• What is your history with jobs of a similar size and scope?
  • Who will be executing the job? And what training and safety certifications have they passed?
  • Are you manufacturer-certified to install the materials?
  • What logistics support do you have?

How this saves you money: By vetting these qualifications early in the bid stage, you’ll set your project up for success. A poorly executed installation job could mean a sooner-than-expected replacement, safety issues like trip hazards, aesthetics that don’t match your facility’s standards — and the list goes on. Avoiding any and all of these issues is better for your bottom line.

For more low bid red flags and other guidance for evaluating flooring bids, check out this guide.

Ready to discuss specifics?

We’ve given you the foundational knowledge to understand what can influence the cost of a vinyl flooring project.

That’s a great first step — the next involves talking to a flooring expert.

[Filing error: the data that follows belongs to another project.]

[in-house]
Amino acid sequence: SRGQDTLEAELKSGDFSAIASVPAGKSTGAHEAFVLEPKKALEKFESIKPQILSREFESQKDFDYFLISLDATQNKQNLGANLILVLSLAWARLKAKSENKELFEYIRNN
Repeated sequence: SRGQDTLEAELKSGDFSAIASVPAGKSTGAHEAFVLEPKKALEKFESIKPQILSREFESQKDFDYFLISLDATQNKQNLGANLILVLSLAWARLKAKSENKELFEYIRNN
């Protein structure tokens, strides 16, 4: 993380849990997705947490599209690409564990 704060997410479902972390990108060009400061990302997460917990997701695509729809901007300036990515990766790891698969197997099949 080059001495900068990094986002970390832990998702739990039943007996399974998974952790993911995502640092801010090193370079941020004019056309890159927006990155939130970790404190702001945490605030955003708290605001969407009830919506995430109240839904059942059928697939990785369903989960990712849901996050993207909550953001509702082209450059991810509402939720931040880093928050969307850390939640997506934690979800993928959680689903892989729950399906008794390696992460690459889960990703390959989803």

From there, we’ll be able to get into the specifics of your flooring project. Our team has completed over 400,000 installation projects (including lots of commercial vinyl) and will take you through the design, durability and, most importantly, cost of your new flooring system. Start a conversation with a flooring expert.

Reference guide to commercial vinyl flooring products

Take the guesswork out of vinyl product selection. This guide cuts through the noise, offering you quick takeaways about the pros, cons, price and performance of LVT, VCT and vinyl sheet flooring.